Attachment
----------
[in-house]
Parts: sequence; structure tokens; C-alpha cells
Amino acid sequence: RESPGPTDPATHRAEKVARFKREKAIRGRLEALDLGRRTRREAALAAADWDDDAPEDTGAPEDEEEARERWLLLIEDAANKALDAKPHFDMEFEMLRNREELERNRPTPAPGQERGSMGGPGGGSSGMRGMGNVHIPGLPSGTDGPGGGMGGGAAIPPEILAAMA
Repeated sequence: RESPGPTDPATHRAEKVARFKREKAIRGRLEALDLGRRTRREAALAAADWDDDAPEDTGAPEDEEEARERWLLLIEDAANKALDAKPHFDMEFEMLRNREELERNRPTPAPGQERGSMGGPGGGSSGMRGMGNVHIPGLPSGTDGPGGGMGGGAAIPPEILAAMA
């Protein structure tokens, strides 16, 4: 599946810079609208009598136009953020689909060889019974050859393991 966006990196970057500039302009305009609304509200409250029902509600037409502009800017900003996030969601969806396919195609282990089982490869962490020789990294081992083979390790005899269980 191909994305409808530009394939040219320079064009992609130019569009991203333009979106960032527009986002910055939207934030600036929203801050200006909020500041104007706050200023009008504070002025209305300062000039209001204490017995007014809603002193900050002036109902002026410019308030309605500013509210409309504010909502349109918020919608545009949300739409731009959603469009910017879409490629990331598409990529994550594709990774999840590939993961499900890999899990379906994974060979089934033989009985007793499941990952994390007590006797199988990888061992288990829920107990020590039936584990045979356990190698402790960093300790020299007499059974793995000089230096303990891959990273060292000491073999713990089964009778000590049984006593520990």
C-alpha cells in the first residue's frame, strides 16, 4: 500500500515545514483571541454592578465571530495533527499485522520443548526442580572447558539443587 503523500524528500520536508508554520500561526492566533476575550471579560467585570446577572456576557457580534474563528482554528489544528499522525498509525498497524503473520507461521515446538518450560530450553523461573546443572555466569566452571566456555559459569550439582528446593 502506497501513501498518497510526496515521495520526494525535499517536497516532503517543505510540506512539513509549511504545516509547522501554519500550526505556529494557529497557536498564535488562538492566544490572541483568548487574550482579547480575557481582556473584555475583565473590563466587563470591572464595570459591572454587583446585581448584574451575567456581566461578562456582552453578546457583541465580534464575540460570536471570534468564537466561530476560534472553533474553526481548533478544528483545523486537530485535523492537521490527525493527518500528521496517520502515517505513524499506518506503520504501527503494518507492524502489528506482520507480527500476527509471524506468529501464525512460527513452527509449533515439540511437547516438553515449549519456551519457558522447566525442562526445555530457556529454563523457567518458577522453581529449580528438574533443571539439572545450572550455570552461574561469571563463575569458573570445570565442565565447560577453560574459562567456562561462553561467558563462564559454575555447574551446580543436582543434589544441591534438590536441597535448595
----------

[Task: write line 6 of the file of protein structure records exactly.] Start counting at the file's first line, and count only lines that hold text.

C-alpha cells in the first residue's frame, strides 16, 4: 500500500515545514483571541454592578465571530495533527499485522520443548526442580572447558539443587 503523500524528500520536508508554520500561526492566533476575550471579560467585570446577572456576557457580534474563528482554528489544528499522525498509525498497524503473520507461521515446538518450560530450553523461573546443572555466569566452571566456555559459569550439582528446593 502506497501513501498518497510526496515521495520526494525535499517536497516532503517543505510540506512539513509549511504545516509547522501554519500550526505556529494557529497557536498564535488562538492566544490572541483568548487574550482579547480575557481582556473584555475583565473590563466587563470591572464595570459591572454587583446585581448584574451575567456581566461578562456582552453578546457583541465580534464575540460570536471570534468564537466561530476560534472553533474553526481548533478544528483545523486537530485535523492537521490527525493527518500528521496517520502515517505513524499506518506503520504501527503494518507492524502489528506482520507480527500476527509471524506468529501464525512460527513452527509449533515439540511437547516438553515449549519456551519457558522447566525442562526445555530457556529454563523457567518458577522453581529449580528438574533443571539439572545450572550455570552461574561469571563463575569458573570445570565442565565447560577453560574459562567456562561462553561467558563462564559454575555447574551446580543436582543434589544441591534438590536441597535448595